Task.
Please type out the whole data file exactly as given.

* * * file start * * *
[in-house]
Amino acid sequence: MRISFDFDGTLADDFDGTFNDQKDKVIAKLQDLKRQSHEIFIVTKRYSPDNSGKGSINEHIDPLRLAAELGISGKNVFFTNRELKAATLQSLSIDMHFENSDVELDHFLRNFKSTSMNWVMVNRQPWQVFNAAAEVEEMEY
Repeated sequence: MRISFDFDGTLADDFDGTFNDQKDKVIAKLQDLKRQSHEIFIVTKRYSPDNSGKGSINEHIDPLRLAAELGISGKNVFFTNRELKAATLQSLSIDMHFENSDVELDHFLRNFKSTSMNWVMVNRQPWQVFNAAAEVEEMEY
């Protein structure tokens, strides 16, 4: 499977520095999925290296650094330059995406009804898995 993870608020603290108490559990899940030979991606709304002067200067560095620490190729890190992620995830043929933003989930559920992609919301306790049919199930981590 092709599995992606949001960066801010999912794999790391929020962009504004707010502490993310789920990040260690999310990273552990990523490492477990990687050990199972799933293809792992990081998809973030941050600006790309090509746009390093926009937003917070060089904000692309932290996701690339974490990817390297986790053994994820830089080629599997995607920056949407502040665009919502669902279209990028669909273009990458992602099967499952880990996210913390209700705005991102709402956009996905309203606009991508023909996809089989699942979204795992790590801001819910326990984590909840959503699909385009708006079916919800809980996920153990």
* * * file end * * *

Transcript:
[in-house]
Amino acid sequence: MRISFDFDGTLADDFDGTFNDQKDKVIAKLQDLKRQSHEIFIVTKRYSPDNSGKGSINEHIDPLRLAAELGISGKNVFFTNRELKAATLQSLSIDMHFENSDVELDHFLRNFKSTSMNWVMVNRQPWQVFNAAAEVEEMEY
Repeated sequence: MRISFDFDGTLADDFDGTFNDQKDKVIAKLQDLKRQSHEIFIVTKRYSPDNSGKGSINEHIDPLRLAAELGISGKNVFFTNRELKAATLQSLSIDMHFENSDVELDHFLRNFKSTSMNWVMVNRQPWQVFNAAAEVEEMEY
């Protein structure tokens, strides 16, 4: 499977520095999925290296650094330059995406009804898995 993870608020603290108490559990899940030979991606709304002067200067560095620490190729890190992620995830043929933003989930559920992609919301306790049919199930981590 092709599995992606949001960066801010999912794999790391929020962009504004707010502490993310789920990040260690999310990273552990990523490492477990990687050990199972799933293809792992990081998809973030941050600006790309090509746009390093926009937003917070060089904000692309932290996701690339974490990817390297986790053994994820830089080629599997995607920056949407502040665009919502669902279209990028669909273009990458992602099967499952880990996210913390209700705005991102709402956009996905309203606009991508023909996809089989699942979204795992790590801001819910326990984590909840959503699909385009708006079916919800809980996920153990």